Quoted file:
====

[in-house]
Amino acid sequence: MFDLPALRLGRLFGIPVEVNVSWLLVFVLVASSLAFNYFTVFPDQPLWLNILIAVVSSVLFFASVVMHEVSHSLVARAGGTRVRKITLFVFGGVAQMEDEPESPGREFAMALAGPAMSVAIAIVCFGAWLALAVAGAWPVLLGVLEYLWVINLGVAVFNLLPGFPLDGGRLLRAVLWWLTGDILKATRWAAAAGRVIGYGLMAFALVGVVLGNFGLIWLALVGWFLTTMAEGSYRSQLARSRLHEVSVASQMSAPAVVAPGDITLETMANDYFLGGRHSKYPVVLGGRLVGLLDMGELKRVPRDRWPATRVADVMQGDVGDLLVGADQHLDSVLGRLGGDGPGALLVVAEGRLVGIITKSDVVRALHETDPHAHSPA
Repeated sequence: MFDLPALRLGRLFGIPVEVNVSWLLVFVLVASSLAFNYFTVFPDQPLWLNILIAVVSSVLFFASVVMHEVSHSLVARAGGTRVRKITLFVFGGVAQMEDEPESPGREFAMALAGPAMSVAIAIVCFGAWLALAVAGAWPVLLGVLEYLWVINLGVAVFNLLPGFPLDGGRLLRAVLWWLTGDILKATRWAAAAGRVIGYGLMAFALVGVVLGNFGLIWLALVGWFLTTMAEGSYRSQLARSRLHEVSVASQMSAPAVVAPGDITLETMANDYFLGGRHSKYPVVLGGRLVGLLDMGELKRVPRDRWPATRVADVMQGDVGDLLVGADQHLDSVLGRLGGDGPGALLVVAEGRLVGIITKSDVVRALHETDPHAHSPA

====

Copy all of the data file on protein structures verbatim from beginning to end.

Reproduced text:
[in-house]
Amino acid sequence: MFDLPALRLGRLFGIPVEVNVSWLLVFVLVASSLAFNYFTVFPDQPLWLNILIAVVSSVLFFASVVMHEVSHSLVARAGGTRVRKITLFVFGGVAQMEDEPESPGREFAMALAGPAMSVAIAIVCFGAWLALAVAGAWPVLLGVLEYLWVINLGVAVFNLLPGFPLDGGRLLRAVLWWLTGDILKATRWAAAAGRVIGYGLMAFALVGVVLGNFGLIWLALVGWFLTTMAEGSYRSQLARSRLHEVSVASQMSAPAVVAPGDITLETMANDYFLGGRHSKYPVVLGGRLVGLLDMGELKRVPRDRWPATRVADVMQGDVGDLLVGADQHLDSVLGRLGGDGPGALLVVAEGRLVGIITKSDVVRALHETDPHAHSPA
Repeated sequence: MFDLPALRLGRLFGIPVEVNVSWLLVFVLVASSLAFNYFTVFPDQPLWLNILIAVVSSVLFFASVVMHEVSHSLVARAGGTRVRKITLFVFGGVAQMEDEPESPGREFAMALAGPAMSVAIAIVCFGAWLALAVAGAWPVLLGVLEYLWVINLGVAVFNLLPGFPLDGGRLLRAVLWWLTGDILKATRWAAAAGRVIGYGLMAFALVGVVLGNFGLIWLALVGWFLTTMAEGSYRSQLARSRLHEVSVASQMSAPAVVAPGDITLETMANDYFLGGRHSKYPVVLGGRLVGLLDMGELKRVPRDRWPATRVADVMQGDVGDLLVGADQHLDSVLGRLGGDGPGALLVVAEGRLVGIITKSDVVRALHETDPHAHSPA